Think and Act Like a “Safe Choice”
If your fund is prepared to acknowledge that market perceptions are at least as important as its track record (an enormous hurdle for many funds), then it’s half-way toward the goal of competing effectively against better known brands. The other half of your quest to be considered a “safe choice” by allocators involves thinking and acting exactly like your most successful competitors, in terms of marketing communications.

Here are the five marketing assets applied by successful funds:

  • A well-articulated value proposition: Until you have a clear understanding of why and how your fund is of value to investors, and are able to express that in a clear, concise manner, don’t invest in any marketing tools or tactics.
  • An effective website: As the mother ship of your brand, and the most important public-facing expression of your fund’s value proposition, your website needs to go beyond “what we do” and “who we are.” It must also provide insights into “what we believe,” “how we think,” “how we operate” and “who validates our credibility.”
  • Bona fide thought leadership: This self-generated content showcases your fund’s intellectual capital, which builds confidence in its potential to succeed. Bona fide thought leadership does not promote the firm, or include a rehash of performance results.
  • Inherent third-party endorsements: These credibility tools can take many forms, ranging from published articles in respected publications, to speaking engagements at industry conferences. The quality of these types of indirect endorsement are more important than frequency.
  • Top-of-mind awareness: To maintain familiarity with your brand in the marketplace, your fund will need to pro-actively reach out to its current and prospective investors and referral sources, ideally on a quarterly basis. The information you send to those target audiences must be relevant and of interest to them.

Associate with Established / Trusted Brands
If your fund has little or no brand stature, one of the quickest and most effective ways to change that dynamic is to directly associate your brand with specific firms or individuals who already possess the market credibility and respect that you’re seeking. There are a number of tactics you can apply to benefit from this brand-related “halo effect.”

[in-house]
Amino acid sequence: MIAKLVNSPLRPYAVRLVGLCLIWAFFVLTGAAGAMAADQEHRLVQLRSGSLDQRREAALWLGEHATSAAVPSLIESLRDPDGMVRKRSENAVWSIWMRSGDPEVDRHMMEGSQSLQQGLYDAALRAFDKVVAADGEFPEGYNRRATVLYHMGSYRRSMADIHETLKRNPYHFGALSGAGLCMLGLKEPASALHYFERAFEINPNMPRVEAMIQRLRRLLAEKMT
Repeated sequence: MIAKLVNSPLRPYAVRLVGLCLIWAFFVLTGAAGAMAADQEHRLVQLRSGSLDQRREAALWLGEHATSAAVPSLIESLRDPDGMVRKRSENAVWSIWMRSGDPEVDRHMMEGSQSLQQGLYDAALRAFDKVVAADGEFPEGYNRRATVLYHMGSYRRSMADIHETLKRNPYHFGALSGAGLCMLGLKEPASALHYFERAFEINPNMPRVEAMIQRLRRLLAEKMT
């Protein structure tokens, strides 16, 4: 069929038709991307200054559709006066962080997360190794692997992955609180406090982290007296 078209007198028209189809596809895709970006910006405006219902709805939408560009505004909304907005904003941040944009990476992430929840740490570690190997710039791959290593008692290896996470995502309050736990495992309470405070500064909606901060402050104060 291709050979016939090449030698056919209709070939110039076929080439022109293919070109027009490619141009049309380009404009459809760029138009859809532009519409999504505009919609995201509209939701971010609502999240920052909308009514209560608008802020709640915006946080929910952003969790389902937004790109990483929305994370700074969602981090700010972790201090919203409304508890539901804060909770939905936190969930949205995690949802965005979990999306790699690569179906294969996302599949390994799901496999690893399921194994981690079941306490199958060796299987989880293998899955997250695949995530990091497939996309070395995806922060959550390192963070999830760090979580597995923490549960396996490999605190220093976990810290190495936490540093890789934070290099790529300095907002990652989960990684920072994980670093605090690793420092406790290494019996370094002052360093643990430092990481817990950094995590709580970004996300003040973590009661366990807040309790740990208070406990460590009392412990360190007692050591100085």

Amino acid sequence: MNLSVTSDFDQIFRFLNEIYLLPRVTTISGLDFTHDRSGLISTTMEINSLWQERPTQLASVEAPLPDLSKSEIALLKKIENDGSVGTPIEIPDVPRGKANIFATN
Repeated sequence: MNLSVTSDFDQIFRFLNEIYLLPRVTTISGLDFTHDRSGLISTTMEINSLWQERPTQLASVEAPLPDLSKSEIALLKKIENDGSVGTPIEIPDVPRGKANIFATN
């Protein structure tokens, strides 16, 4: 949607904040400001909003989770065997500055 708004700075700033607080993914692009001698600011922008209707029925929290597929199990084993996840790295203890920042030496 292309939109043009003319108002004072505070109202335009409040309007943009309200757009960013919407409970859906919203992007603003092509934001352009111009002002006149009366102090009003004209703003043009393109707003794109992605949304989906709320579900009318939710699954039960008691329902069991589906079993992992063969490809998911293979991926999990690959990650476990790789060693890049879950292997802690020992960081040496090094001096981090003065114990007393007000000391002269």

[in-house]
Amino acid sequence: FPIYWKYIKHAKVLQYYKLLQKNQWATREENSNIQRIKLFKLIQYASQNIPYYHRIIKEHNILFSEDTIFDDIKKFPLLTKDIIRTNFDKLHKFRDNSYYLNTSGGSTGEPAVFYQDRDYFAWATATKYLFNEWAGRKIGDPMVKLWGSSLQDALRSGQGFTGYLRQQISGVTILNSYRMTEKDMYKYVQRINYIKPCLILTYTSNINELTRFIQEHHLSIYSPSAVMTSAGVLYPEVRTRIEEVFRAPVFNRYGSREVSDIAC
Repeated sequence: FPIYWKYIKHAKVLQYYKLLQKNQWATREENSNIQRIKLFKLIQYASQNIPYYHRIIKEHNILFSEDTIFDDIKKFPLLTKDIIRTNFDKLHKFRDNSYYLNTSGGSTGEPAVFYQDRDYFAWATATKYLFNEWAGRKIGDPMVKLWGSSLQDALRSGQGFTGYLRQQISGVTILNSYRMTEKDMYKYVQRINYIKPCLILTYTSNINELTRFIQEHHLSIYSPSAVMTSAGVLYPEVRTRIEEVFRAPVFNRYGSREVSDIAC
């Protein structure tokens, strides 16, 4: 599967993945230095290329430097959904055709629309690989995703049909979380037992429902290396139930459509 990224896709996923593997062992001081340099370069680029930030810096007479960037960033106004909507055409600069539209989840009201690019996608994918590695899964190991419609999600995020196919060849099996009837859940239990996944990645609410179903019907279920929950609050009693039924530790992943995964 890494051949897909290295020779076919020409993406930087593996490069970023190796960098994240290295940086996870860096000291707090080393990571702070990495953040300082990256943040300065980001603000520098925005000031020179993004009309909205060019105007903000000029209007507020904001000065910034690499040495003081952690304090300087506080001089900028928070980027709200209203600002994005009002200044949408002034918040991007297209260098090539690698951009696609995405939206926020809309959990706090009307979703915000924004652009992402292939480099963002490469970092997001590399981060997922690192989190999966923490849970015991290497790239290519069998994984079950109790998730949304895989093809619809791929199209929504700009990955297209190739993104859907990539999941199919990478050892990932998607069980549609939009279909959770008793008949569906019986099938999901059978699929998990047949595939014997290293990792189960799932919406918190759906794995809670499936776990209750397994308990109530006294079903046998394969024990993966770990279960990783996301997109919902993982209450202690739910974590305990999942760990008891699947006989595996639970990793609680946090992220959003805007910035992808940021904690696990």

For example, your quarterly outreach to target audiences (referenced above) might feature interviews with respected investors, or with well-known subject matter experts. Or your fund might host a series of by-invitation-only webinars, or in-person roundtable discussions, featuring recognized authorities in a particular asset class or investment style.

Regardless of the specific halo effect tactic(s) you apply, the underlying strategy remains the same: to create an editorial product or host an event that enables your fund’s brand reputation to be positioned – in the minds of others – as being in the same league as the well-established third-party brand(s) that you are promoting.

Many funds possess some of the marketing assets outlined here, and few funds possess all of them. An extremely small number of funds are able to apply these tactics in a consistent manner, or view marketing as an ongoing business discipline, rather than a list of items to be checked off.

Those funds that understand the human dynamics of decision-making, and apply marketing to build its brand stature, are capable of competing at any level, and often do not remain small very long.